My off-the-top-of-my-head guess is that Bernie’s employer paid about $9,100 in payroll taxes on behalf of Senator Sanders. That brings his actual effective tax rate up to 17.9%.
That number should only be compared with Romney’s 14.1%. None of Romney’s income was salary, so there was no employer to pay payroll taxes for him. Barack Obama and Joe Biden both collect a salary and so their real effective tax rate would have to be adjusted similarly for any meaningful comparison. The Clintons’ return contains a mix of salary and other kinds of income, and I’m not running those numbers either.
Perhaps this ought to be made clearer
- 13.5% is not out of line with what other people would pay at the Sanders’ income level.
- There are no obscure «loopholes» in the Sanders’ deductions
- 14.1%, for someone whose income was roughly 70 times higher, does seem out of line.
None of this is to say that Mitt Romney did anything wrong in his 2011 filing. It’s not even a question worth asking. His return was compliant within the law. The only question Romney’s return legitimately raises is whether a system in which a family making $14,000,000 in a year ought to be paying a rate similar to a family making $200,000 in a year.
There are much bigger questions about taxes which ought be answered. This is not a question about taxes. The claim that it is hypocrisy to complain that a person paying 14.1% on $14 million in income and then fail to raise the same complaint about another person paying 13.5% (or really 17.9%) on $200 thousand — that is at best intellectual sloppiness of the kind that should preclude the person making such a claim from being taken seriously. At worst it should paint that person as a liar. I’m looking at you, Jim Geraghty.10
If there’s anything scandalous contained in Senator Sanders’s tax return it’s that his tax filing (he’s married, his wife has a small business, and he owns property he’s paying interest and taxes on) is simpler than mine. I own no property and earned substantially less than he did. My tax burden was substantially lower, but his paperwork burden was much less. That’s true because he gets his health plan directly from the government. I bought my health plan through Covered California, one of the PPACA11 insurance exchanges.
The problem with bringing that point up is that it cuts both ways. If you’re an anti-Obama partisan or even just a reasonable person interested in evaluating PPACA on its merits (I know, to some that’s a very fine distinction) you might find it troubling that PPACA adds substantial complexity to the tax returns of those people it is supposed to help. However, if you’re a Bernie supporter the excess tax complexity is an argument in favor of Bernie’s single-payer healthcare plan.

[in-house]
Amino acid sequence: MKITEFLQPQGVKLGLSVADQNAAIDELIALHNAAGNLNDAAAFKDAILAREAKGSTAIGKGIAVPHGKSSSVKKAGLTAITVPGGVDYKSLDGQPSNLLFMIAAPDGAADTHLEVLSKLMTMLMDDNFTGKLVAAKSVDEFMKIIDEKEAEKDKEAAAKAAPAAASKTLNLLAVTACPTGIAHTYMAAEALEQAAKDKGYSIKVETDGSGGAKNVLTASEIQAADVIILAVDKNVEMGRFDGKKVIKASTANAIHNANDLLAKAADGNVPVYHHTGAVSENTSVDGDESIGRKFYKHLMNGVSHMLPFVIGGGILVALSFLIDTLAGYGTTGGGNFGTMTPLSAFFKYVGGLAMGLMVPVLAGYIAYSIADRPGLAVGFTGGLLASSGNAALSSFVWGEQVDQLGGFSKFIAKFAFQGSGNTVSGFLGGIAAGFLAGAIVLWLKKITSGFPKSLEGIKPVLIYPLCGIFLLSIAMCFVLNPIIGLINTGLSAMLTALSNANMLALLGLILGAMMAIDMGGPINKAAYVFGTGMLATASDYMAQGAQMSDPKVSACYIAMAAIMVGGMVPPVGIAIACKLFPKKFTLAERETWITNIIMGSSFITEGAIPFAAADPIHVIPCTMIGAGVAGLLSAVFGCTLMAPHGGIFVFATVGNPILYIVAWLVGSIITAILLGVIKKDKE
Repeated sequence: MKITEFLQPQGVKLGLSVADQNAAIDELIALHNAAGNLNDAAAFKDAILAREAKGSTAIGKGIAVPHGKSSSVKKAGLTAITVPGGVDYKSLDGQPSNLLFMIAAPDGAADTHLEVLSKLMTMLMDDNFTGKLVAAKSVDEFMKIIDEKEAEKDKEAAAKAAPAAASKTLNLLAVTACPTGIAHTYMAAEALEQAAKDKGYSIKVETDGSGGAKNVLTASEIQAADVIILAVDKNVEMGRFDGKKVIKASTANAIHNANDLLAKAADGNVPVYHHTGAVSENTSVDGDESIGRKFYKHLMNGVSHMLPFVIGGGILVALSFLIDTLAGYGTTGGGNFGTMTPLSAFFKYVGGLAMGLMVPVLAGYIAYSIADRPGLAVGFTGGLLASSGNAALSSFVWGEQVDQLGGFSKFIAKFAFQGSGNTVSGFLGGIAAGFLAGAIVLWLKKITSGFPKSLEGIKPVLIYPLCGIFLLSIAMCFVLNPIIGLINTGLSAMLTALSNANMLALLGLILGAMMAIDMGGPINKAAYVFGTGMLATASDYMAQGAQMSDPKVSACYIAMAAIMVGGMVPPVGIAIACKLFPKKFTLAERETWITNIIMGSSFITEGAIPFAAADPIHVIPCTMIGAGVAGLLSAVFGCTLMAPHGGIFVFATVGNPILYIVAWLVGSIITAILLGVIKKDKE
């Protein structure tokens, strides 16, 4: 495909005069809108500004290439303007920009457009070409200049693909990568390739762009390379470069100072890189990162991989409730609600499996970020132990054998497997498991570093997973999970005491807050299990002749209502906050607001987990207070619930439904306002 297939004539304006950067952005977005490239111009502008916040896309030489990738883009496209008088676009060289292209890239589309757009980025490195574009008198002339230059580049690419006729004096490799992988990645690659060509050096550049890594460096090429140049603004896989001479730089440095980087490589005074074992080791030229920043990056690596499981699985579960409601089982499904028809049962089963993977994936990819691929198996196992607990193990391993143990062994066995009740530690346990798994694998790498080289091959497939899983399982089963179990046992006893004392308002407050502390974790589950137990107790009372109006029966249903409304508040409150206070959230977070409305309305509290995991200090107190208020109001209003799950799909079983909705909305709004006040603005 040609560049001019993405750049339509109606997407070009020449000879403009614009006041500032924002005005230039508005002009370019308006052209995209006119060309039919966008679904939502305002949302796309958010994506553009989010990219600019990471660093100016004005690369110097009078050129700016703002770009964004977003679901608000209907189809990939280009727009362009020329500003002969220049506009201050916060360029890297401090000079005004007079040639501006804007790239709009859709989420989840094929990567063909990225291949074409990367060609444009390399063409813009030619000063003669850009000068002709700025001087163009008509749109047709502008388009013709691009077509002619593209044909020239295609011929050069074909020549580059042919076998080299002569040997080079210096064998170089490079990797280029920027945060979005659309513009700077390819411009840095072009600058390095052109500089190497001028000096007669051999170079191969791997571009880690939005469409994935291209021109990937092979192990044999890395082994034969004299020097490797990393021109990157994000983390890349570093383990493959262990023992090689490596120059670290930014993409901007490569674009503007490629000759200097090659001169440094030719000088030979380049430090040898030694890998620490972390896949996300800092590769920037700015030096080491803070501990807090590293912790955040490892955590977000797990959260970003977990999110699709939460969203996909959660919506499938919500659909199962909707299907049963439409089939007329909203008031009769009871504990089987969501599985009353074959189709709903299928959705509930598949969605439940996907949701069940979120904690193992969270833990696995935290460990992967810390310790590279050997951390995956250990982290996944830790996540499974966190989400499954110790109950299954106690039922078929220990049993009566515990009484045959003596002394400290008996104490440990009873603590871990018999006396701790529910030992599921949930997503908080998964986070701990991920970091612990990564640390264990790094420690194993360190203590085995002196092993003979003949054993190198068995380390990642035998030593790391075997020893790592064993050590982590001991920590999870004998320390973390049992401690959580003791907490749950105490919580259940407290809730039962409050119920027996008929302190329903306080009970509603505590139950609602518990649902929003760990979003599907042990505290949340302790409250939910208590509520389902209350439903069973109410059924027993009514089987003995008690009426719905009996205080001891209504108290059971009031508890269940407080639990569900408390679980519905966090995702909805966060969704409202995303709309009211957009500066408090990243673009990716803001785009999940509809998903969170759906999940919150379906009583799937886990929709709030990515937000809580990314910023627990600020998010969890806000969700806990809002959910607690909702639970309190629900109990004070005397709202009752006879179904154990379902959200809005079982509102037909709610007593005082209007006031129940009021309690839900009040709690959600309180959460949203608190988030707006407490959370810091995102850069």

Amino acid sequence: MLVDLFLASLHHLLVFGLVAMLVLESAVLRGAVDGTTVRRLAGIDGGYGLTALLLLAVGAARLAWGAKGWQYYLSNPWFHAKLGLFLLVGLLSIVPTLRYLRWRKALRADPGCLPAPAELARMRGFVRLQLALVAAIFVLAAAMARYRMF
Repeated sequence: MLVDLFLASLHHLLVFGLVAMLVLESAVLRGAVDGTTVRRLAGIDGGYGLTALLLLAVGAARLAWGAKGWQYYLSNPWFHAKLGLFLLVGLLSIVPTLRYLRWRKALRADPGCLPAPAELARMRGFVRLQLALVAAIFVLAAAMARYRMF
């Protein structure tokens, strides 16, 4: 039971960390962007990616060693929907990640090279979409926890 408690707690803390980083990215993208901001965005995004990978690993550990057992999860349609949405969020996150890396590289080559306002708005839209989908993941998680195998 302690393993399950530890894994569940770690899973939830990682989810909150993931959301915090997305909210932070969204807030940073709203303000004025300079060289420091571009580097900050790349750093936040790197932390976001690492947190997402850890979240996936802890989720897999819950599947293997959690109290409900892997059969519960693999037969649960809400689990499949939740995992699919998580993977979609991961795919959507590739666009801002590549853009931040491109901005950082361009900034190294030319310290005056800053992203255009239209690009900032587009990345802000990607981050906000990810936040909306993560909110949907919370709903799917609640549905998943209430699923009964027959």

Those are arguments that can be had on their own merits, but they have nothing at all to do with whether Bernie’s tax returns show anything scandalous, shocking, surprising, or even out of character. They do not.
- Which I’m sad to say is a good assumption. ↩
- Congressional salaries are mandated by law and Jane’s income isn’t a lot. ↩
- It’s troubling how many people don’t realize that they can deduct their state taxes and not be twice-taxed on the same income. For some it may not be worth it, because it means itemizing deductions instead of using the standard deduction, but everyone ought to know they can. ↩
- On the 1040 at line 40 (Itemized deductions) change $56,377 to $55,805 and therefore on line 43 (Taxable income) change $140,994 to $141,566. The tax bracket (Married, filing jointly, at least $100,000 but not over $148,850) does not change. Using the standard formula in the 1040 instructions, $141,566 × 0.25 — $8,287.50 = $27,104 instead of $26,961. ↩
- Since Lincoln’s Revenue Act of 1861 anyhow. That’s not exactly «always» but the United States has never had a non-progressive income tax. ↩
- Note that the Obama family, unlike the others, included dependent children. ↩
- Assuming that the previous year’s return used the standard deduction because like many states Vermont requires adding back deductions for state taxes. We can’t use that number prior to figuring out what it will be. ↩
- Below $100,000 tax is figured from tax lookup tables at the end of the instruction booklet. ↩
- None of the hypotheticals required the Alternative Minimum Tax or qualified for the Earned Income Tax Credit, assuming no dependent children. ↩
- Geraghty is the author of the National Review article Bernie’s Tax Hypocrisy. If the fact of the comparison weren’t enough, his article contains the flat-out assertion that Sanders took a $4,473 deduction for unreimbursed job expenses. ↩
- Patient Protection and Affordable Care Act. No, I’m not going to call it Obamacare. ↩